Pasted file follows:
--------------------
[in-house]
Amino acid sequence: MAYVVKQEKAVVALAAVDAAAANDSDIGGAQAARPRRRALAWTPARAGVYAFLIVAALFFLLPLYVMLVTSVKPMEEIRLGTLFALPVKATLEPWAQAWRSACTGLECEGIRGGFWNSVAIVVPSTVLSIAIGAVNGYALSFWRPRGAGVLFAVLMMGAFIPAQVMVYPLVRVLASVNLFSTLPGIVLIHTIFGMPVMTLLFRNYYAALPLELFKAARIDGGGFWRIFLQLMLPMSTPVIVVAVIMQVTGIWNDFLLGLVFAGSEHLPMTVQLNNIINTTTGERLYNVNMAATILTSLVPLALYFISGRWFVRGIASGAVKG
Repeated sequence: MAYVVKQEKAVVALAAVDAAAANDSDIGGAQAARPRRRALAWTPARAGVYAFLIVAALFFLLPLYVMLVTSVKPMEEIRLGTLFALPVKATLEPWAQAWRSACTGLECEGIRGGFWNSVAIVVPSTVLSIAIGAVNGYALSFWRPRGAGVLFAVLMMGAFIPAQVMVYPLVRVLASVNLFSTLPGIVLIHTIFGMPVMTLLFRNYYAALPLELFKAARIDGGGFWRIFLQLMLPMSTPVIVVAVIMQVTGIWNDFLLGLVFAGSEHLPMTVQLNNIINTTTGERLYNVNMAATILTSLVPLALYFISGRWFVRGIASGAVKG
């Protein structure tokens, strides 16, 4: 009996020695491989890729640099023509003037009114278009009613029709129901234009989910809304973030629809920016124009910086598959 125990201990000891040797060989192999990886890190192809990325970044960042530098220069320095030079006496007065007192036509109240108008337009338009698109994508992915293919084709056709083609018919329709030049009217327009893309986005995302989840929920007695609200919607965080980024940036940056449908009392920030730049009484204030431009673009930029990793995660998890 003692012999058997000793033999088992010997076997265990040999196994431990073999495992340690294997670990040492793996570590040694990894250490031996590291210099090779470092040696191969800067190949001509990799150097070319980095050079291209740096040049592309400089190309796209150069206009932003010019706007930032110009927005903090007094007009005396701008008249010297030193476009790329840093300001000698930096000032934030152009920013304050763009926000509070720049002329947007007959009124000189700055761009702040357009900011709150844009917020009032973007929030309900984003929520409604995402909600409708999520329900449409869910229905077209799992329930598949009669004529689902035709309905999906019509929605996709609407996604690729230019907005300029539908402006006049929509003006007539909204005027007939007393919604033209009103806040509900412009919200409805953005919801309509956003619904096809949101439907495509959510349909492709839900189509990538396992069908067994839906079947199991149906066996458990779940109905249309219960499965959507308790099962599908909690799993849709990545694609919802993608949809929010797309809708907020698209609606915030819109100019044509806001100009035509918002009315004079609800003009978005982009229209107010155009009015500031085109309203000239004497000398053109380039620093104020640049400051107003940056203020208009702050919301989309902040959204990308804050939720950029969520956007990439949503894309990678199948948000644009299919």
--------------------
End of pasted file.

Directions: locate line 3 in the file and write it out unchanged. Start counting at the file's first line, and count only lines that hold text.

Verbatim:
Repeated sequence: MAYVVKQEKAVVALAAVDAAAANDSDIGGAQAARPRRRALAWTPARAGVYAFLIVAALFFLLPLYVMLVTSVKPMEEIRLGTLFALPVKATLEPWAQAWRSACTGLECEGIRGGFWNSVAIVVPSTVLSIAIGAVNGYALSFWRPRGAGVLFAVLMMGAFIPAQVMVYPLVRVLASVNLFSTLPGIVLIHTIFGMPVMTLLFRNYYAALPLELFKAARIDGGGFWRIFLQLMLPMSTPVIVVAVIMQVTGIWNDFLLGLVFAGSEHLPMTVQLNNIINTTTGERLYNVNMAATILTSLVPLALYFISGRWFVRGIASGAVKG